17.Where a child has died, if he or she was competent and made an advance decision (to give or refuse consent), that will apply. Subsections (4) to (6) provide that consent of a competent child to have his or her body used for anatomical examination or public display must be in writing and witnessed. No-one other than a competent child may give consent to the use of his or her own body for purposes of anatomical examination or public display. Anatomical examination is defined in section 54. Subsection (5) of this section provides that prior written, witnessed consent to anatomical examination is only necessary in relation to material which is not excepted material (as defined in section 12), that is, in relation to a whole body, or material which has come from a whole body during an anatomical examination. For other scheduled purposes, such as the carrying out of a post mortem examination or the use of organs for transplantation, the consent of someone with parental responsibility will be appropriate consent, but only if the child did not deal with the issue of consent. Subsection (7) provides that if a child has died and there is no-one with parental responsibility, someone in a 'qualifying relationship' may give consent to removal, storage or use of the child’s body or material from the body. (The group of next of kin etc who qualify for these purposes is given at section 54(9) and dealt with further at section 27(4)).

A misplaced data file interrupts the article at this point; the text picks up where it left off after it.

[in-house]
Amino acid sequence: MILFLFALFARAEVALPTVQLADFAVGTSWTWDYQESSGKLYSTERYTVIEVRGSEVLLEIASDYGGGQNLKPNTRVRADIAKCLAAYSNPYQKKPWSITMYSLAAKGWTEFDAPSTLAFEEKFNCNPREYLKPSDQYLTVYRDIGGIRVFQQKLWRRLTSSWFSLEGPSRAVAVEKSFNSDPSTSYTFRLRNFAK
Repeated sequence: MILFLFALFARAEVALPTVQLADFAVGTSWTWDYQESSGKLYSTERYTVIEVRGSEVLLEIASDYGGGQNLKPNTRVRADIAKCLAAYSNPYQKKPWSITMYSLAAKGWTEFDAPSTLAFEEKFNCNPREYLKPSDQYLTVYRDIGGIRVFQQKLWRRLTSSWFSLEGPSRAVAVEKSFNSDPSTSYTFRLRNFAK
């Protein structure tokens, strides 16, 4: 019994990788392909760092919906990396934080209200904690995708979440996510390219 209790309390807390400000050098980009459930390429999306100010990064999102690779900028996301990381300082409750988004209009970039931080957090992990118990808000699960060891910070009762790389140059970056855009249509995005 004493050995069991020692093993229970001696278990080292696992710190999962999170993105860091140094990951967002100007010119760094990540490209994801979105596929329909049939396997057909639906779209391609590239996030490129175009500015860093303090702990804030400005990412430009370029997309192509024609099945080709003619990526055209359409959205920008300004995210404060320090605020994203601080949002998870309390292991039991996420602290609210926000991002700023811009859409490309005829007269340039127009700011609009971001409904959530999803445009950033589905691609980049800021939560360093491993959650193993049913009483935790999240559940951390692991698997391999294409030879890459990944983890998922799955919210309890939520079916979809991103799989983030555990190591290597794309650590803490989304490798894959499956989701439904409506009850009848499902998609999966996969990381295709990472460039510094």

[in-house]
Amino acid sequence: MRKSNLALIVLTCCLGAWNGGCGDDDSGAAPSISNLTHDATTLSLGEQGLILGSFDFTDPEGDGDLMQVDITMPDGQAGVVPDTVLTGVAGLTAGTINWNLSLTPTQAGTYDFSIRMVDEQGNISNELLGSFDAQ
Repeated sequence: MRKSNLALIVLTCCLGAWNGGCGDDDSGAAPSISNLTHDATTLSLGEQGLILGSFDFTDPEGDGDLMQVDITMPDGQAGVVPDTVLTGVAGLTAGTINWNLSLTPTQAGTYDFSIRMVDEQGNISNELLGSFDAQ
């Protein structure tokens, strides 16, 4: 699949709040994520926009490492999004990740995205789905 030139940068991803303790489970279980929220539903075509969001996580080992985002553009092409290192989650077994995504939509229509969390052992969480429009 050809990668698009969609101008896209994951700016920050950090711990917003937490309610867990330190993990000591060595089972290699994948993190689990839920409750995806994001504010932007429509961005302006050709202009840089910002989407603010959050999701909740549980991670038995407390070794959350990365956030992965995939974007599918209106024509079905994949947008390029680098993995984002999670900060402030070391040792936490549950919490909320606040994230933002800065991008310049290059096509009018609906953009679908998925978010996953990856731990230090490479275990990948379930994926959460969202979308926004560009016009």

Section 3: “Appropriate consent”: adults

18.Section 3 sets out the meaning of 'appropriate consent', in relation to activities concerning the body of a deceased adult or relevant material from a person who is (at the time of the activity) a living or deceased adult. If the adult is alive his own consent is required. Subsections (3) to (5) provide that after death, the adult’s consent, given in advance in writing and witnessed, is required for purposes of anatomical examination or public display. As explained in the previous paragraph, anatomical examination is relevant only in relation to a whole body or material which has come from a whole body during an anatomical examination. For other scheduled purposes, if the adult made no prior decision, a person nominated by him in accordance with section 4 to make decisions after his death or, failing that, someone in a 'qualifying relationship' (as listed in section 54(9) and dealt with further at section 27(4)) may give consent.